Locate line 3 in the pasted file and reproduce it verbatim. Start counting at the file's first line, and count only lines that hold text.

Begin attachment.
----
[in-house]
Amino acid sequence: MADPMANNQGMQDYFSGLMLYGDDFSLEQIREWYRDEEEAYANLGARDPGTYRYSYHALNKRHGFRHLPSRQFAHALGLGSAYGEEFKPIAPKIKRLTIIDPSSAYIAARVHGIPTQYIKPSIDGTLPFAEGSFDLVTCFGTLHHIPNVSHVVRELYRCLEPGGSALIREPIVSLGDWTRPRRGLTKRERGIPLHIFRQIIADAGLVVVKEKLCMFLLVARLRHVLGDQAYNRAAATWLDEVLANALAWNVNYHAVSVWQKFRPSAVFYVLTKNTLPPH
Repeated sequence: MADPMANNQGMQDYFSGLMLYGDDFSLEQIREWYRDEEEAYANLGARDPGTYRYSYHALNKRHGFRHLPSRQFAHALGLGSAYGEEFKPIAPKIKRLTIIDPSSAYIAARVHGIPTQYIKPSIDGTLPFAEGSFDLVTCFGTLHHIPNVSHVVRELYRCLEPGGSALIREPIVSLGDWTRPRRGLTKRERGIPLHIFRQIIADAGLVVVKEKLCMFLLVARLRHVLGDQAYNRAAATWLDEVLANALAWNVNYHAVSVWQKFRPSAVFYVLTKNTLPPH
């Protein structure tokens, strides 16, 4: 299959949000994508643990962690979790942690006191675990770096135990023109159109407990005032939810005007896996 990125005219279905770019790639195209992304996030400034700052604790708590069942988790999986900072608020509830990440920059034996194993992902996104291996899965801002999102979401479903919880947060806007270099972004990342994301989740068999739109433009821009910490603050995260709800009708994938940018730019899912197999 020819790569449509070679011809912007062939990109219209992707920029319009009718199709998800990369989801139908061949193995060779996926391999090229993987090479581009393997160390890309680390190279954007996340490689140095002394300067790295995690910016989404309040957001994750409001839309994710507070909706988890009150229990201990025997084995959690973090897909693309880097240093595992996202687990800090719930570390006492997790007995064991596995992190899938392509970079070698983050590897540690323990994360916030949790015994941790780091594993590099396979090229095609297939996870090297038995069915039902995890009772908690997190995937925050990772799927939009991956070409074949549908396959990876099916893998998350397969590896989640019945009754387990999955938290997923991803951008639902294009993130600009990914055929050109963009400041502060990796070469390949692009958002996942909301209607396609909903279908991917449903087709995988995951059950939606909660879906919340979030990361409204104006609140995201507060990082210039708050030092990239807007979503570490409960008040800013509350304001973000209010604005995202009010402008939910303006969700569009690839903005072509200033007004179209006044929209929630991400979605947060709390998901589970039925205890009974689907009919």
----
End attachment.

Repeated sequence: MADPMANNQGMQDYFSGLMLYGDDFSLEQIREWYRDEEEAYANLGARDPGTYRYSYHALNKRHGFRHLPSRQFAHALGLGSAYGEEFKPIAPKIKRLTIIDPSSAYIAARVHGIPTQYIKPSIDGTLPFAEGSFDLVTCFGTLHHIPNVSHVVRELYRCLEPGGSALIREPIVSLGDWTRPRRGLTKRERGIPLHIFRQIIADAGLVVVKEKLCMFLLVARLRHVLGDQAYNRAAATWLDEVLANALAWNVNYHAVSVWQKFRPSAVFYVLTKNTLPPH